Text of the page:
Rukmini Devi's Arangetram 
Photos: Mohan Khokar 
e-mail: khokar1960@gmail.com
 
December 30, 2008  

December 30, 1935: It was some performance! The venue was the headquarters of the Theosophical Society in Adyar and it was the first appearance of a girl who had no real background (or business) in dance of the dasis. It was unheard of that a Brahmin girl would publicly dance the art of the devadasis.  Over a thousand aficionados assembled for the event, more out of curiosity than real interest and all sat glued. A handful of die-hard bent on boycotting the event sneaked in to damnify the dancer, Rukmini Devi. 

Thus Rukmini Devi (Arundale) was born on 30 December in the dance world of Bharatanatyam. Before that, although she was born on a rare day like 29th Feb (a birthday this writer is proud to share, though many decades later!) in 1904, this sixth child of Sanskrit scholar and retired government engineer Nilakanta Sastry, was reborn on 30 Dec 1935. The Sastrys had left their native Puddukotai to seek fortunes in Madras, took up quarters in 1912 and life changed for this family imperceptibly. Particularly for Rukmini, who showed a zest for much she saw around her.  

After the Sastry family moved to Madras, due to proximity to many foreigners that abound at the Theosophical Society, Rukmini got attached to a young English lady Eleanor Elder, who had studied dancing with Margaret Morris in London and was now directing her attention to reviving the ancient Greek dance as set by the redoubtable Isadora and brother Raymond Duncan. To conduct her experiment and enquiry, Elder roped in some of the European and American residents at the Theosophical Society. Elder put up shows from time to time. In one of these, a Tamil version of Tagore's Malini, Rukmini appeared briefly and sang a song! This was 1918.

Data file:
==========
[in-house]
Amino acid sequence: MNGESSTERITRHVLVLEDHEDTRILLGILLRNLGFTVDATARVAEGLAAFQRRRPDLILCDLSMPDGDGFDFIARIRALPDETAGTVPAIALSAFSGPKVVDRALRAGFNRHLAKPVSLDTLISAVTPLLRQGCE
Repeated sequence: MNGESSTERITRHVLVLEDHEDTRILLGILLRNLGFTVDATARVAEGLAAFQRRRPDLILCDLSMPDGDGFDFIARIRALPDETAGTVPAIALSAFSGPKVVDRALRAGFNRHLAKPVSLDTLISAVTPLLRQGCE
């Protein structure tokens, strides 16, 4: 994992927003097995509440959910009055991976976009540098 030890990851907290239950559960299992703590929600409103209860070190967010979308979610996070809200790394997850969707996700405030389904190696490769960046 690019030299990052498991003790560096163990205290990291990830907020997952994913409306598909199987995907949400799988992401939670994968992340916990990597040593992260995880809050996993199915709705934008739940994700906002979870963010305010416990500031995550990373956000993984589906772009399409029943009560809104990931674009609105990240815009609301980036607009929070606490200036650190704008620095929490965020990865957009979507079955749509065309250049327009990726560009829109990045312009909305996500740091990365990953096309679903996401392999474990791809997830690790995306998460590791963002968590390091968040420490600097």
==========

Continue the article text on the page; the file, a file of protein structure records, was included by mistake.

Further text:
That performance on Dec 30, 1935 proved to be a turning point for many: Rukmini herself, of course, but also, the development of Bharatanatyam and the coming up of the mother of all institutions for teaching Bharatanatyam the Kalakshetra. 

That was Rukmini Devi's first public appearance as a Bharatanatyam dancer. 
Hosannas have been sung to all that she achieved and contributed after that. Here is the story that went into the making of that momentous evening possible. 
 
The grand success of Dec 30th performance, led to the creation of a unique dance community in 1936 called the Kalakshetra. It had been conceived as an integrated community. It was a family. The residential cottage, the classrooms, the rehearsal hall, mess and administrative block were all cheek by jowl and there was energy in the air. There was western discipline alright, but after classes, old timers recall how they could freely assemble and make small talk and bond as a family.  
 
At the Annual Convention of the Theosophical Society in 1940, George Arundale, its President, declared: "Today it is a humble cottage, this Kalakshetra, but in due course we shall have buildings, beautiful, simple structures created by our own hands, the Temple to India's glory. It is a cottage today; it will be a community tomorrow." 

Rukmini married George Arundale and it was meeting of east and west at its best.